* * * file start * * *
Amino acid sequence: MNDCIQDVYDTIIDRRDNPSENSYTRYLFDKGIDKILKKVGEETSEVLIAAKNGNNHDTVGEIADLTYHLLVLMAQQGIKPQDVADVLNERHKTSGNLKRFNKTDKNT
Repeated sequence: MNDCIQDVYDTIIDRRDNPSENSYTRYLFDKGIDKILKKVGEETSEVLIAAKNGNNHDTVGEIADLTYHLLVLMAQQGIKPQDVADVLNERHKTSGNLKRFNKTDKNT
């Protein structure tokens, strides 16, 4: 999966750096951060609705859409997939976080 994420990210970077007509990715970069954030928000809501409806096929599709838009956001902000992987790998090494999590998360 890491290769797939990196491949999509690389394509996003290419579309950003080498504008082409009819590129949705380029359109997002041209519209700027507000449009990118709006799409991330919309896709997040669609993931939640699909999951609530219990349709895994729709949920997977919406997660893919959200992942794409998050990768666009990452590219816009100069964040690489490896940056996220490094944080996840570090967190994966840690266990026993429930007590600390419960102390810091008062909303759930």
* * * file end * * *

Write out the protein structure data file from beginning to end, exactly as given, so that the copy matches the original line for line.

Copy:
Amino acid sequence: MNDCIQDVYDTIIDRRDNPSENSYTRYLFDKGIDKILKKVGEETSEVLIAAKNGNNHDTVGEIADLTYHLLVLMAQQGIKPQDVADVLNERHKTSGNLKRFNKTDKNT
Repeated sequence: MNDCIQDVYDTIIDRRDNPSENSYTRYLFDKGIDKILKKVGEETSEVLIAAKNGNNHDTVGEIADLTYHLLVLMAQQGIKPQDVADVLNERHKTSGNLKRFNKTDKNT
């Protein structure tokens, strides 16, 4: 999966750096951060609705859409997939976080 994420990210970077007509990715970069954030928000809501409806096929599709838009956001902000992987790998090494999590998360 890491290769797939990196491949999509690389394509996003290419579309950003080498504008082409009819590129949705380029359109997002041209519209700027507000449009990118709006799409991330919309896709997040669609993931939640699909999951609530219990349709895994729709949920997977919406997660893919959200992942794409998050990768666009990452590219816009100069964040690489490896940056996220490094944080996840570090967190994966840690266990026993429930007590600390419960102390810091008062909303759930």